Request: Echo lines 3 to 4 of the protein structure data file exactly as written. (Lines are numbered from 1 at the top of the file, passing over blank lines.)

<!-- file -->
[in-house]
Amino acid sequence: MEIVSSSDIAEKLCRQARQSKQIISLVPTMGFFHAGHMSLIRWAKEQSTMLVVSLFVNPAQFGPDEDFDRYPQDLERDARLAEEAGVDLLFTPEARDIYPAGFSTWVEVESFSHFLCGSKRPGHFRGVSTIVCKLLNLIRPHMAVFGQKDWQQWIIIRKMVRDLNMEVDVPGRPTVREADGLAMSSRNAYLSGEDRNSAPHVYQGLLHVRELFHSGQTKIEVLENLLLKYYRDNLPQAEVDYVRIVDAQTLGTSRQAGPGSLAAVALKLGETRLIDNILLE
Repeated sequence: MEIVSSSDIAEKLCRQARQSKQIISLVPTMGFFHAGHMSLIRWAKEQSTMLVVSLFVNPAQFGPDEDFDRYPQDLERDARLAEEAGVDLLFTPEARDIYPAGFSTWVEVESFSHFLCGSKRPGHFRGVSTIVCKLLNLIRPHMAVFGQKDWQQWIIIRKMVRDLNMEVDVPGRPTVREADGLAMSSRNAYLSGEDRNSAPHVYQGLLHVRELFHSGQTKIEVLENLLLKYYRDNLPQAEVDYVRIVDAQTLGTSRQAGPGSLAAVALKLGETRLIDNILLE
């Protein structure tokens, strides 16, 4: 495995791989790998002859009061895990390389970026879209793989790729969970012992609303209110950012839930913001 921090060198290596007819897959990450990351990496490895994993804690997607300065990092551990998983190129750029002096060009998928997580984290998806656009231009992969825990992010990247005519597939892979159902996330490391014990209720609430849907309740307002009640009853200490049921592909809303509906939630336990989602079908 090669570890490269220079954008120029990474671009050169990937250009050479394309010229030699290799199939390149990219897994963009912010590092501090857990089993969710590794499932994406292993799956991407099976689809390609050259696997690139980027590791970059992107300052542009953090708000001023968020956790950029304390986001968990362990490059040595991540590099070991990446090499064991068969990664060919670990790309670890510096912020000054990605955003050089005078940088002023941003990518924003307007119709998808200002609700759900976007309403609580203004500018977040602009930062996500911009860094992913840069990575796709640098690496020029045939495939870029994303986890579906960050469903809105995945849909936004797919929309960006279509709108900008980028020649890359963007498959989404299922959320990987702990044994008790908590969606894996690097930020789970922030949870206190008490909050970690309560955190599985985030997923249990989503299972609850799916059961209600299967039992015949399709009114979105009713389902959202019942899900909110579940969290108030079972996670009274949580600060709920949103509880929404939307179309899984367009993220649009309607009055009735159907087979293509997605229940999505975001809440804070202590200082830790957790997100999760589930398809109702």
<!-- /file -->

Repeated sequence: MEIVSSSDIAEKLCRQARQSKQIISLVPTMGFFHAGHMSLIRWAKEQSTMLVVSLFVNPAQFGPDEDFDRYPQDLERDARLAEEAGVDLLFTPEARDIYPAGFSTWVEVESFSHFLCGSKRPGHFRGVSTIVCKLLNLIRPHMAVFGQKDWQQWIIIRKMVRDLNMEVDVPGRPTVREADGLAMSSRNAYLSGEDRNSAPHVYQGLLHVRELFHSGQTKIEVLENLLLKYYRDNLPQAEVDYVRIVDAQTLGTSRQAGPGSLAAVALKLGETRLIDNILLE
């Protein structure tokens, strides 16, 4: 495995791989790998002859009061895990390389970026879209793989790729969970012992609303209110950012839930913001 921090060198290596007819897959990450990351990496490895994993804690997607300065990092551990998983190129750029002096060009998928997580984290998806656009231009992969825990992010990247005519597939892979159902996330490391014990209720609430849907309740307002009640009853200490049921592909809303509906939630336990989602079908 090669570890490269220079954008120029990474671009050169990937250009050479394309010229030699290799199939390149990219897994963009912010590092501090857990089993969710590794499932994406292993799956991407099976689809390609050259696997690139980027590791970059992107300052542009953090708000001023968020956790950029304390986001968990362990490059040595991540590099070991990446090499064991068969990664060919670990790309670890510096912020000054990605955003050089005078940088002023941003990518924003307007119709998808200002609700759900976007309403609580203004500018977040602009930062996500911009860094992913840069990575796709640098690496020029045939495939870029994303986890579906960050469903809105995945849909936004797919929309960006279509709108900008980028020649890359963007498959989404299922959320990987702990044994008790908590969606894996690097930020789970922030949870206190008490909050970690309560955190599985985030997923249990989503299972609850799916059961209600299967039992015949399709009114979105009713389902959202019942899900909110579940969290108030079972996670009274949580600060709920949103509880929404939307179309899984367009993220649009309607009055009735159907087979293509997605229940999505975001809440804070202590200082830790957790997100999760589930398809109702």